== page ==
8 tips for beautiful photos of trees
Updated: Jul 20
1. Remember the 'rule of odds'.
The so called 'rule of odds' states that we find photos of an odd number of objects much more interesting than photos of an even number of objects (try it, and you'll see that it's true!). Put simply, a photo of one or three trees (or boats, or bottles) is visually more interesting to look at than two or four. So the ultimate subject for a tree photo, is to find a lone tree on a hill (like in the photo above).
2. Don't forget the foreground (and the background!)
Although trees are inherently beautiful, photos of trees can still be dull! This is often because the beauty and interest of the 3-dimensional world doesn't always translate into an interesting 2-dimensional picture. One way to help is to ensure that as well as making a tree the star of your photo, make sure you have something interesting in the foreground, and if possible the background too. For foreground, move around until you find something that adds foreground interest, such as some ferns or some flowers. And for background, try and choose a partly cloudy day to photograph your favourite tree, when there are some clouds for interest in the sky; better still visit you favourite tree at sunrise or sunset so you can add some beautiful background sky colours too!
3. For woodlands choose a cloudy day
One of the main problems with photographing woodland scenes on a sunny day is the huge contrast that you can get between the dark shadows and the bright highlights. Although our eyes can deal with this contrast, camera sensors will struggle, and you will either end up with areas of shadow where there is no detail, or areas of bright highlights with no detail (or both!). A simple solution is to visit your local woodland on a cloudy day, when the clouds will act like a giant diffuser, creating more even lighting which is easier to photograph.
4. Look for a main subject
One of the greatest skills that a photographer develops with practice, is the ability to see simplicity within chaos. This is especially important with woodland scenes, where there is so much going on it can be difficult for the viewer to know where to look. This means that in a woodland photo, it's really important to find a focal point; a main subject for the viewer's eye to focus upon. This can be a single distinctive tree (perhaps one which still has its leaves when the others are bare) or a single tree that is nearer to you and more visually dominant than the rest. It could even be a tree stump within a sea of standing trees, or the last branch of green leaves within a forest of autumn orange leaves. Whatever you choose, make sure there is something that you want the viewer to focus on, rather than have their eyes roam around the picture not knowing where to look.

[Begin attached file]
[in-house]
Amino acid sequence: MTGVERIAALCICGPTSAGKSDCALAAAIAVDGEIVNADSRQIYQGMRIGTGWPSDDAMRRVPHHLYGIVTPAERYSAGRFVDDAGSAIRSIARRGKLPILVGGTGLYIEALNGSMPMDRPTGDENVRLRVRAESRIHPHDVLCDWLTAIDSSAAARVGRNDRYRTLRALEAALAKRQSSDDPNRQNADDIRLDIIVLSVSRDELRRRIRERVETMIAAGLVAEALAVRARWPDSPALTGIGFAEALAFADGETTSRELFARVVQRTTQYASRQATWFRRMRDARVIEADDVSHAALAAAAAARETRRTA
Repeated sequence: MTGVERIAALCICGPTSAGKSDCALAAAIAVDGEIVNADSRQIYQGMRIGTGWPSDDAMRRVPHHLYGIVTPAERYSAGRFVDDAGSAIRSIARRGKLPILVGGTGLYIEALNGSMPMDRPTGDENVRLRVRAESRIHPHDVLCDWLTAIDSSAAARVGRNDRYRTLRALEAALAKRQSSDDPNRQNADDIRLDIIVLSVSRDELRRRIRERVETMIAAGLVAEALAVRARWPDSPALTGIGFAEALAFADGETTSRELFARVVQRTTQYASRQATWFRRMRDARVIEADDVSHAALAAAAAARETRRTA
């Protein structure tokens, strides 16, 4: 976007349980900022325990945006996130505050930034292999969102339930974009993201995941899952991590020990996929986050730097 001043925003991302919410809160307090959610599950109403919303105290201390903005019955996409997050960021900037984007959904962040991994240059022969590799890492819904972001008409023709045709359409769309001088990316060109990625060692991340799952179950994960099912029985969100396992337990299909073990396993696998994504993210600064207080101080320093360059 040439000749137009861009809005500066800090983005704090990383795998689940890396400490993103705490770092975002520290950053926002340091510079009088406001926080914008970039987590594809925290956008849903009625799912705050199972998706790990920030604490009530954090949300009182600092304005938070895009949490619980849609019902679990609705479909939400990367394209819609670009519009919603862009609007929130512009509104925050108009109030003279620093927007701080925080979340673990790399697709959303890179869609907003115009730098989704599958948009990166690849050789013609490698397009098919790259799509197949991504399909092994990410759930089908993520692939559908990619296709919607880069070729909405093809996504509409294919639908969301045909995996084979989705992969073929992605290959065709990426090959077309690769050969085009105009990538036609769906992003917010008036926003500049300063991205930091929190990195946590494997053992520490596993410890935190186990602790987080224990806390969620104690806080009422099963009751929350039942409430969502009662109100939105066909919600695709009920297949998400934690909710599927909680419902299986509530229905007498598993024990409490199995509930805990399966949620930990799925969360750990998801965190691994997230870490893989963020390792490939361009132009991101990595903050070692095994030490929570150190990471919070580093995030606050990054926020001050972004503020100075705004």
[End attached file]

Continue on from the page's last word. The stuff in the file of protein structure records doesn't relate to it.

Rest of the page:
5. Use a shallow depth of field (Pro tip!)
A Pro method providing an even stronger main subject is to use focus blur by using a shallow depth of focus. If you already have a single tree or other main subject identified, you can visually strengthen that subject by ensuring you focus on it, and then throw the rest of the scene out of focus using a large aperture (e.g. f2.8). To do this you will need to both control where you focus (so as to focus accurately on your chosen main subject) and also choose a large aperture (using Aperture Priority or Manual mode).
6. Make sure you look up!
It's far too easy to take photos from eye level, looking straight ahead (as that's the way we normally see the world). So in order to provide a different view of the the world, get down low and take photos looking up at the canopy above, or if possible, do the opposite and get up high on a hilltop to look down on the canopy (if you're lucky enough to have a drone this becomes easy!).
7. Don't forget the details
As well as taking photos of your favourite tree or woodland from a distance, don't forget to take time to appreciate the details; from the beauty of a single leaf, to the rugged texture of the bark of an old tree, details can also provide beautiful photos of the world around us.
8. Bracket if you know how to (Pro tip!)
If you happen to be taking photos in a woodland on a bright, sunny day and know how to bracket, this can help to capture photos even when there is a large contrast between highlights and shadows. By capturing and blending multiple exposures, you can produce images that retain detail in both the shadows and the highlights, but if it's breezy you'll need to be mindful of your shutter speed, or else leaves and branches will move significantly between images and create strange edge effects in the finished photo.